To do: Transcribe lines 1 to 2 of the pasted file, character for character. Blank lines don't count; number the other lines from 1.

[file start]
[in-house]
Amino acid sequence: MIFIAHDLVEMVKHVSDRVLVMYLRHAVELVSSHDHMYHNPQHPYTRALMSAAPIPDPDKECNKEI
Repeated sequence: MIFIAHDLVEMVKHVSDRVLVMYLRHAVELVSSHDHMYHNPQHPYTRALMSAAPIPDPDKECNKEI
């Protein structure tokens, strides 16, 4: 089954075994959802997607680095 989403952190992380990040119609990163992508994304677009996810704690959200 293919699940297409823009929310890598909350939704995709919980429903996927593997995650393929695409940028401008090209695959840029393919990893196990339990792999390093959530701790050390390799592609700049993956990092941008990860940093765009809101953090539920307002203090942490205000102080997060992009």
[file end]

[in-house]
Amino acid sequence: MIFIAHDLVEMVKHVSDRVLVMYLRHAVELVSSHDHMYHNPQHPYTRALMSAAPIPDPDKECNKEI